Bullying is something that most people have experienced throughout their school years and it is such a common occurrence, that it has become to be considered a rite of passage that all children must go through. As it turns out, things are a lot more serious than it was previously thought, because it has been shown that bullying can cause permanent mental damage to those subjected to it.
A study was published in The Lancet Psychiatry that assesses the long-term effects of bullying, being the first to consider it as a cause, and not only as a factor contributing to possible consequences. The study was lead by Dieter Wolke, Professor of Psychology at the University of Warwick.
In this study the two terms, “maltreatment” and “bullying”, were clearly defined, so as to avoid future confusion. And so, “maltreatment” was described as physical, emotional or sexual abuse or “maladaptive parenting”, such as hitting and shouting. As opposed to this, “bullying” represents the continuous abusive behavior conducted by peers at least once a week, that consists of social exclusion firstly and that manifests itself by repeated actions ranging from name-calling to physical and even sexual abuse.
Since the long-term effects of maltreatment have been extensively studied by numerous previous researchers, Professor Wolke wanted to focus on bullying. So in his study, he evaluated 4,026 cases of children enrolled in the Avon Longitudinal Study of Parents and Children (ALSPAC) in the United Kingdom and 1,420 cases of children taking part in the Great Smoky Mountains Study in the United States. Then he compared the results.
In the UK study, researchers evaluated whether children had been maltreated between the ages of 8 and 8,6, taking into account parent reports. Then, interviews were conducted with the children themselves, so that they can relate if and how they had been bullied at ages 8, 10 and 13.
In the US study, research was based on annual interviews conducted with both children and parents, for participants between the ages of 9 and 16 and then supplemented with assessment for depression, anxiety, self-harm and suicidal tendencies of study participants when they reached the ages of 18 to 25.
The results revealed that 30% of children in the UK study and 16 % in the US study reported bullying. Additionally, 7 % of UK participants and 10% of US participants reported both bullying and maltreatment.
The UK study concluded that children who had experienced bullying only were 1.6 times more prone to mental health issues ranging from depression up to suicidal tendencies then those who had experienced both bullying and maltreatment.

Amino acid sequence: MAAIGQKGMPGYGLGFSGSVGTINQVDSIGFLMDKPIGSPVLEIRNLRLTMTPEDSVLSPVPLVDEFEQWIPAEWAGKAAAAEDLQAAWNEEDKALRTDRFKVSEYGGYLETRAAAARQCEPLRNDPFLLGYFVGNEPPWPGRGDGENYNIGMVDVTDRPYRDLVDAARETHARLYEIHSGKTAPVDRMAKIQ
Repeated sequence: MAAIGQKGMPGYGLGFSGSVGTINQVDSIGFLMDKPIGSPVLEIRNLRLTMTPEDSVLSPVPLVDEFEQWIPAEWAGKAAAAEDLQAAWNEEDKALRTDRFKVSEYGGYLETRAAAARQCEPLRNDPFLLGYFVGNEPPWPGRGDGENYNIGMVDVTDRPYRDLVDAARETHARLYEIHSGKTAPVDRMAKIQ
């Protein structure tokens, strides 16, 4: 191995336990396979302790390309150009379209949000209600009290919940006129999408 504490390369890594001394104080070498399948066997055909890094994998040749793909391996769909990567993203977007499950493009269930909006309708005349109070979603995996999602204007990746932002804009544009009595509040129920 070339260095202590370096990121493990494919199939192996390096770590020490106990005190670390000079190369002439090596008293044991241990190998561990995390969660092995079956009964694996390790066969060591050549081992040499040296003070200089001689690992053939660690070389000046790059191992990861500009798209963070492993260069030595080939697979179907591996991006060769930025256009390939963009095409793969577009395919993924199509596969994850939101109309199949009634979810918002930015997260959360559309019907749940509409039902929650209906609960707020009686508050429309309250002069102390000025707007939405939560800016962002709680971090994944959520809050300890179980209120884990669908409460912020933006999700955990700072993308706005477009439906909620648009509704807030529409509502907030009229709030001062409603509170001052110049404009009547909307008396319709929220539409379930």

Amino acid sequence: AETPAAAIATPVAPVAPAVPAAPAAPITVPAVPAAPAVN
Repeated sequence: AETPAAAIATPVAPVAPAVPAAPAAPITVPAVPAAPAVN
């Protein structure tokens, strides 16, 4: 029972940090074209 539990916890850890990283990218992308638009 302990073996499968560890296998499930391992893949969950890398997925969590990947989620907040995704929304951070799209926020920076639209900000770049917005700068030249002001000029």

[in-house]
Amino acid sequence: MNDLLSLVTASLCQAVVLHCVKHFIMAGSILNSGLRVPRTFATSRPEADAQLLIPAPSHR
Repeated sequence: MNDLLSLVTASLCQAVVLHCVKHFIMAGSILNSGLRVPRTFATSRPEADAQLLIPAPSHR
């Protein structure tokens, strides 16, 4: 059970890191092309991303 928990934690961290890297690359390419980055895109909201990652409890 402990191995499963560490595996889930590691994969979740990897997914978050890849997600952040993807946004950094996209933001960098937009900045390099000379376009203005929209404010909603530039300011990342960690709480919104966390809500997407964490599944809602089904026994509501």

The US study came to similar conclusions. Thus, children who had experienced maltreatment only were deemed four times more likely to get depression in the first part of adulthood then were children who had not experienced either maltreatment or abuse.
As for the children who had experienced bullying only, it seemed that they were four times more prone to mental health problems than children who had been maltreated only.
“Being bullied is not a harmless rite of passage or an inevitable part of growing up; it has serious long-term consequences,” explained Professor Wolke. He believes that the first step towards rectifying the problem is to put an end to the public opinion that bullying is something normal.
He further explains that there is a great difference between what children experience when abused by parents or adults in general, and when the aggression comes from their peers. The victims of bullying usually have problem integrating in society and even holding a job, because of school-time traumas.
The issue of bullying has become more and more complex in the last years. If during school hours, victims can undergo verbal and physical abuse, the harassment is now able to continue outside this time frame, even reach permanent status, through the means of social media. Cyber-bullying has become an extremely serious matter of the social media age.
And with aggression being waged upon the victims both at school and on the internet, which is perceived as being able to follow them everywhere, the stress is far greater than it used to be 5 or 10 years ago. This continuous stress can lead to other medical issues, including digestive problems such as ulcers, and dermatological problems, such as rashes.
Numerous documentaries and campaigns have been made in the last few years, in order to raise awareness to this enormous problem. But now, with science on their side, the time has come to take bullying for the grave public issue that it is.
And it seems that change has started to be observed. For instance, two 12th grade Canadian students from Nova Scotia were widely applauded for taking a stand when they saw a 9th-gradder being bullied for wearing pink. They bought a lot of discount store pink T-shirts and distributed them among students and so, the next day, the school was filled with people wearing pink. Strength in numbers seemed to be the solution in this case.
But while there is progress, this matter has yet to receive its rightful course of action. “If someone’s maltreated, we tend to validate them, to tell them that it’s not their fault,” explained William Copeland, Associate Professor of Psychiatry at Duke University Medical Center, involved in the US study. “With bullying, it’s sometimes the case that the response is a lot less supportive, more of a shrug.”
Therefore, the fact that bullying can cause permanent mental damage should become common knowledge, so that people stop treating it like a joke and become aware of its true long-term consequences.
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